The Wolverton County Secondary School minutes record that about 50 pupils stayed at school over the lunch period. When it was wet or cold, the girls were allowed to eat in the hall but there was no provision for the boys until it was decided that they might be allowed to eat their midday meals together. Hot milk was provided in school for pupils.
Although records show that the Headmaster was keen to instigate hot meals at lunchtime as early as 1915, he could not do this without being sure that enough parents would support it. It was not until 1932 that hot meals were provided at a cost of 3/9 per week (about 18p) with about 40 pupils and most staff taking advantage of this opportunity. There was no choice of meal. These meals were cooked in the school canteen on the newly installed electric cooker. Phyllis Light remembers a Mrs East cooking the meals and also small bottles of milk for every pupil daily. Miss Button remembers that the works hooter sounded at 1.30 and this was also used by the school.
During this time lunch was cooked and served in the canteen, Pupils purchased dinner tickets which they exchanged for a two course meal. Some pupils brought a packed lunch and others who lived within walking distance went home to lunch.
Sylvia Saunders remembers travelling home at lunch time even though she lived at Stony Stratford. She travelled on the works bus had her cooked lunch with her family and then travelled back to Wolverton on the works bus, all in her lunch time a great feat by todays standards!
When the school was in transition from grammar to Radcliffe Bi-lateral school both Janet Cook and Jacqueline Tite remember walking to the Science and Arts Institute in Church Street (which stood where the agora car park now stands) for a cooked lunch. Janet remembers in particular the shortbread and pink blancmange and the salads . The food is remembered as being very good Free milk was still available at this time.
Pupils who came from Wolverton generally went home for their lunch with the others eating in the canteen. In winter hot chocolate was provided to those pupils who had a long journey home.
When the school became a middle school a canteen was available where hot meals were cooked and then eaten. Children were also allowed to bring their own lunch and eat in the canteen. A team of dinner ladies used to prepare and then serve the meals to the children from a hatch . Children went into the hall in staggered year groups with the youngest ones going in first. Members of staff used to sit with the children to have their meals. One child on the table was appointed as server to pour out the water for drinking. If you were lucky, you got seconds.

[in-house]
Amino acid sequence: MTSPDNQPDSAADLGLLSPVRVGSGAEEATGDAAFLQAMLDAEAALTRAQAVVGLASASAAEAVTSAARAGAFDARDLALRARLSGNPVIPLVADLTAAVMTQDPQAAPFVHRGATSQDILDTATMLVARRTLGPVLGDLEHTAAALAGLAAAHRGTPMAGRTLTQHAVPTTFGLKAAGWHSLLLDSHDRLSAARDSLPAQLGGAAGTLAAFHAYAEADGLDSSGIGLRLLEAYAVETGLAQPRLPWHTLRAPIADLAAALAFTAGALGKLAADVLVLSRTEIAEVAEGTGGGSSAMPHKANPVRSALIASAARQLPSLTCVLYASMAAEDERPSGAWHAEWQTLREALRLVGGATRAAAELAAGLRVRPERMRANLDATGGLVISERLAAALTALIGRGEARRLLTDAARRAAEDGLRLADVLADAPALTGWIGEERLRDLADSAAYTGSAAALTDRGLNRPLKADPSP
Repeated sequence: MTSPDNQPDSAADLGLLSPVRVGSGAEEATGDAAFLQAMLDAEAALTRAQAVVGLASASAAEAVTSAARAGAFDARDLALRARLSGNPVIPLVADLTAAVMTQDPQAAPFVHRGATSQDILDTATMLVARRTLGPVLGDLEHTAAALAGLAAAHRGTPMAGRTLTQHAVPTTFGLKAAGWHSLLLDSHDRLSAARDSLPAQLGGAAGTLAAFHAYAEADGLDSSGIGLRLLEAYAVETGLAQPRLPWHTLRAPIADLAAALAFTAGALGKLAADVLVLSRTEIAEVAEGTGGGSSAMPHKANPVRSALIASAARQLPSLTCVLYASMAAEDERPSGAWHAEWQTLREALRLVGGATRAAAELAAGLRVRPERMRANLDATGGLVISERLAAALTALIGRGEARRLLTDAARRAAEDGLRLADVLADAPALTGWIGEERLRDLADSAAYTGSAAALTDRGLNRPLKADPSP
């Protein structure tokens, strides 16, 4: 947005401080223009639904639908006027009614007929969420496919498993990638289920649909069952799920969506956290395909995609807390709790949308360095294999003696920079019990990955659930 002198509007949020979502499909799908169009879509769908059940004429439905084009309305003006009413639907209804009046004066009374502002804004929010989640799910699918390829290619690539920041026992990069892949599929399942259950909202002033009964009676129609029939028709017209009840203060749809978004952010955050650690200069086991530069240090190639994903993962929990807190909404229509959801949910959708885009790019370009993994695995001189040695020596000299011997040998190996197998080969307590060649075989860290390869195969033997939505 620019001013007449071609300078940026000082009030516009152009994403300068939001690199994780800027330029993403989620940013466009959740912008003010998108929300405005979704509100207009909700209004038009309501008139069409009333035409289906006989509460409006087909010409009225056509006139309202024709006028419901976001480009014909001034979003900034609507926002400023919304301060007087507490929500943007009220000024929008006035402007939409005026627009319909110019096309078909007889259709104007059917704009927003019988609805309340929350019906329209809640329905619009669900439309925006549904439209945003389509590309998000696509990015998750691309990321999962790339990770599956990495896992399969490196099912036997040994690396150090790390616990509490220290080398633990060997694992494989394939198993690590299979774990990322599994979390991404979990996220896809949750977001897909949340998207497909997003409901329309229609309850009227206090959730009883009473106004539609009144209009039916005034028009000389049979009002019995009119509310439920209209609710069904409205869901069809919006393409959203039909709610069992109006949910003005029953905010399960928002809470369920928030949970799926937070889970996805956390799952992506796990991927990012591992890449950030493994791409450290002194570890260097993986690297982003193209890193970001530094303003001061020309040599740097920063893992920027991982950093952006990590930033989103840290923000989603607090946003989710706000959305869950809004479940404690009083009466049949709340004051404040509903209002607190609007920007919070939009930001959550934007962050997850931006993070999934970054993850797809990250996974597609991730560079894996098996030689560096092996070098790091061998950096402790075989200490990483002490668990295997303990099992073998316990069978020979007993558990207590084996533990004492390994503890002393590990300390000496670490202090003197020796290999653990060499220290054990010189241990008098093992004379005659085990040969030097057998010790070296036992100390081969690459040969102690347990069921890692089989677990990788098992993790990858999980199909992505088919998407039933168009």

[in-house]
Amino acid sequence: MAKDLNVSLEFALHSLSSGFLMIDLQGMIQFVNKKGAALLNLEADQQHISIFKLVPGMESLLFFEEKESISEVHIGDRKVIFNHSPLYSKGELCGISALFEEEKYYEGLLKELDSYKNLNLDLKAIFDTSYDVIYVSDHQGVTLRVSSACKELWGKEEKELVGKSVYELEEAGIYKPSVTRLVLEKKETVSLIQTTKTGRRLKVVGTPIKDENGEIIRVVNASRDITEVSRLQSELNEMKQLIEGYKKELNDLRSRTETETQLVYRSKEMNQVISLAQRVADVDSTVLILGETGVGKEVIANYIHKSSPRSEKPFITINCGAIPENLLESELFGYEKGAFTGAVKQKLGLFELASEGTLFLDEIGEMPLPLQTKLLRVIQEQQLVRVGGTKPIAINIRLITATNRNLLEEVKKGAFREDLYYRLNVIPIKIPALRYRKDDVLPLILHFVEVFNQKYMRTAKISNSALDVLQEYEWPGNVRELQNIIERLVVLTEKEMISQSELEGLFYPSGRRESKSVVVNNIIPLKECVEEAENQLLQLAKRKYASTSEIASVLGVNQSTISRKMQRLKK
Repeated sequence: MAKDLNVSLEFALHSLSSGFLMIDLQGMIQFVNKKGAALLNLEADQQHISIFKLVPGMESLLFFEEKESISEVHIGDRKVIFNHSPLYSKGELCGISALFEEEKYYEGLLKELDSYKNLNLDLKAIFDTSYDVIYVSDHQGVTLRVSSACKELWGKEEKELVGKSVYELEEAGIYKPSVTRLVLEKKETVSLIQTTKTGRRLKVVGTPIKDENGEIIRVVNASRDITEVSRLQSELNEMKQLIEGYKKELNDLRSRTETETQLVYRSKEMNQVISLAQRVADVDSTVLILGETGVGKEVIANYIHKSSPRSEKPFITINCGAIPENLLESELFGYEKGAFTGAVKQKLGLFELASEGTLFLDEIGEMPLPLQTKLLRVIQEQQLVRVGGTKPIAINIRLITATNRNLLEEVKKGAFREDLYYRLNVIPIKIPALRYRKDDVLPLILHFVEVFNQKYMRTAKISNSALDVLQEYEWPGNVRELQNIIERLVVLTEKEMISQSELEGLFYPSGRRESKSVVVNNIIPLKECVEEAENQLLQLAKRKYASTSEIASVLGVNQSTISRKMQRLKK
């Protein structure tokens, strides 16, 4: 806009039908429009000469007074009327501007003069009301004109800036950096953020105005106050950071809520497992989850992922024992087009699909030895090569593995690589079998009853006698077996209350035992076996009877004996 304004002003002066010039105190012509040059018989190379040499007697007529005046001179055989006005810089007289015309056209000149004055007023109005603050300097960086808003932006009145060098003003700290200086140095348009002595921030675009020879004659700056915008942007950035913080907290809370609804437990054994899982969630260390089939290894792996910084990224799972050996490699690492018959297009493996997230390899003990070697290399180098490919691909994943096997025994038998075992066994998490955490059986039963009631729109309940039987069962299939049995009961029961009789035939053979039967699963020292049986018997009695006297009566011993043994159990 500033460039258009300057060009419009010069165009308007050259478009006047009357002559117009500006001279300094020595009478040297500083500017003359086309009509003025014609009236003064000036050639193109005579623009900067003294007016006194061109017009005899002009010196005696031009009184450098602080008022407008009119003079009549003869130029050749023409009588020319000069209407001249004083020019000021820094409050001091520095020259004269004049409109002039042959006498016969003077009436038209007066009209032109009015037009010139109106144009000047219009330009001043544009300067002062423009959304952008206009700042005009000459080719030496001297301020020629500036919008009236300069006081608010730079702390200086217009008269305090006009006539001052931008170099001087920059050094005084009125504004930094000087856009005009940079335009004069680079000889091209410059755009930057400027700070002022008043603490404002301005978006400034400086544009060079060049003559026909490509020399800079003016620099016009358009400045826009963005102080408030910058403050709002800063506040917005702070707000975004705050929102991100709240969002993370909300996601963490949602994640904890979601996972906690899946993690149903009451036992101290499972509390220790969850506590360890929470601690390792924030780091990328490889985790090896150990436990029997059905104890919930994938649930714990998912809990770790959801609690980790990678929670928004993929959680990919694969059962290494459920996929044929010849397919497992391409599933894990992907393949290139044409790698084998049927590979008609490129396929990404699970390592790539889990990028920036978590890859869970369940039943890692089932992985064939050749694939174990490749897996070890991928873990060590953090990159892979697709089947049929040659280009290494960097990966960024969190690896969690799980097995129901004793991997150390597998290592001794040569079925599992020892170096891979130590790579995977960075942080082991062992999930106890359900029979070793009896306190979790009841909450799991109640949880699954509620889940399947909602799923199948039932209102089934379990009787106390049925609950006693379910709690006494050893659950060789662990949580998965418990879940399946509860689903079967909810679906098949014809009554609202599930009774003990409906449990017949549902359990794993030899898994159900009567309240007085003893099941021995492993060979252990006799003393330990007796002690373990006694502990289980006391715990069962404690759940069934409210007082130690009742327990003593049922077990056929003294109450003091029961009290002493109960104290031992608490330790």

Marsha Gaynor remembers the steak and kidney pudding and vegetables and the baked beans and chips . Every day was a different menu and you could choose the meal you wanted from a different selection - an all time favourite was BBM (bangers beans and mash).
Things had changed by the early 90's with hot meals no longer being available. Louise Gaynor remembers that all children had a packed lunch. Hers consisted of sandwiches, crisps and a chocolate 'club' bar and in the winter months maybe a hot soup brought from home. Both Marsha and Louise remember the dining hall as being a damp, cold and smelly place not very inviting at all. The dining hall was eventually demolished in the late nineties.
The new hall then became the place to eat lunch with children bringing their own lunches to school with those from families in receipt of benefits entitled to a free lunch provided by the local education authority . This lunch was not very appetising and had the stigma of singling out less affluent children from the others. For these reasons, many children entitled to free dinners did not take them up.
In 2000 hot school dinners are again provided for pupils with about 100 children eating them in the school hall every day in two sittings. Tables are erected each day by the lunchtime supervisors. Children entitled to free meals are not singled out and others pay £1.44 per meal. Children take home a menu on Friday night and bring back on Monday with their money. The lunches are pre-cooked, delivered and served by Synergy. There is a choice of vegetarian or meat dishes as well as a salad option. The Christmas menu was as follows - Roast Turkey served with roast potatoes , carrots , peas and sprouts , with the vegetarian option being broccoli and cheese bake. Dessert was traditional Christmas pudding served with custard or ice cream reindeers were for dessert.
Some children chose to bring packed lunches where typical contents are a carton of juice (35p), a packet of crisps (20p), a sandwich (perhaps with cheese, jam, ham or Marmite) and a chocolate bar (25p). Some children bring salad and fruit in their lunches. many Asian children bring home made samosa in their lunch boxes.